Busy Busy – An Update of Sorts

Wow, what an eventful 9 months it has been since my last blog post. Here’s a quick run down:

We bought a house! A cute little shirtwaist in KCMO.

Made an offer on this gem tonight.

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We went to the West Bottoms looking for a dining room table and instead ended up adopting a kitten!

We went antiquing and adopted a kitten.

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In the span of two weeks, we moved, went to the Kentucky Derby, and went to Melissa’s sister’s wedding in STL.

With the missus.

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Oh, and I won a 40 Under 40 Award from an engineering magazine in my industry. Pretty cool.

I’m ramping up production of the book and this blog. The goal is to have a book release party on First Friday here in KC in February, you know, to time it right before Valentine’s Day.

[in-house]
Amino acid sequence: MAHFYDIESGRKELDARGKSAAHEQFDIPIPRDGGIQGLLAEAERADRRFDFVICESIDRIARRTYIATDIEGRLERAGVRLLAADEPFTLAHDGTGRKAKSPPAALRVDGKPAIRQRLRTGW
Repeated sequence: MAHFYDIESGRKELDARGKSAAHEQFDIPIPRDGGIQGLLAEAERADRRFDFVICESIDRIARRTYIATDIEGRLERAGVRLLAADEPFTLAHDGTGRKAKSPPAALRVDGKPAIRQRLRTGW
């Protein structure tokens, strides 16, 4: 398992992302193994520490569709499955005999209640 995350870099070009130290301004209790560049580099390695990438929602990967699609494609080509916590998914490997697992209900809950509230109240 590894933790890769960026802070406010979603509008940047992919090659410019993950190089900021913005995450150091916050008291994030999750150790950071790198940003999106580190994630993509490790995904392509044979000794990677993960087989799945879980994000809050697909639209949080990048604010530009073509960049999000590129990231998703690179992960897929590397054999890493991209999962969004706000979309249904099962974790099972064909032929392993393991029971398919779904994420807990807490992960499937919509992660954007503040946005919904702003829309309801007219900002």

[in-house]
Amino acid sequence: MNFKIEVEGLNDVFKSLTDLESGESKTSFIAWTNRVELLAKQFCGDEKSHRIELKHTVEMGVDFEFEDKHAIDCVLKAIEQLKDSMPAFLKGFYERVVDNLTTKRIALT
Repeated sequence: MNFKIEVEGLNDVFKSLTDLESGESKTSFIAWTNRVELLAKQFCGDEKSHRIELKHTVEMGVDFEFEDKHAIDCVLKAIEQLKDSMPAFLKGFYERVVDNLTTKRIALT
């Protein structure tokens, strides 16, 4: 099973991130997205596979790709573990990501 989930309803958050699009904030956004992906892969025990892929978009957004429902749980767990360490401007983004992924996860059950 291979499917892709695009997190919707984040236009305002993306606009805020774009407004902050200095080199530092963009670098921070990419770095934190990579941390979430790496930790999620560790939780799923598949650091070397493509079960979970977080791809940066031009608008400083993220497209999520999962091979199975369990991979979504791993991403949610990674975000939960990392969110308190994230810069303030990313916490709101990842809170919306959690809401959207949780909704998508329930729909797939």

So, expect to see more consistent posts from me.

Stay hopeful, my friends!

Self Publishing Tips from the Author of Cool Tools

As I attempt to wrap up my book, I plan on going the self-publishing route. This blog post from the author of Cool Tools is one of the best write-ups that I have seen. Take a look!

The first benefit of self-publishing was speed. I finished writing and assembling the book in September and by October I had the book listed on Pre-Order status on Amazon. It will be available to customers (in bookstores, too!) the first week of December. If this book was being published by a New York publisher I’d still be in negotiations to maybe have it available next summer.

Second, control. The book is unorthodox. It doesn’t fit the mold for a serious book. It’s kind of a catalog. Even the size was off-putting for pros. A big floppy book doesn’t travel well, doesn’t fit well into bookstore shelves. The publishers want to know can I perhaps change that? Then there’s the commercial aspect. The book is a shopping guide that tells you where to buy things. It points readers to Amazon, a lot. Publishers and bookstores hate that. They perceive Amazon as the enemy and one chain even refused to carry it because of this. My solution was to bypass them.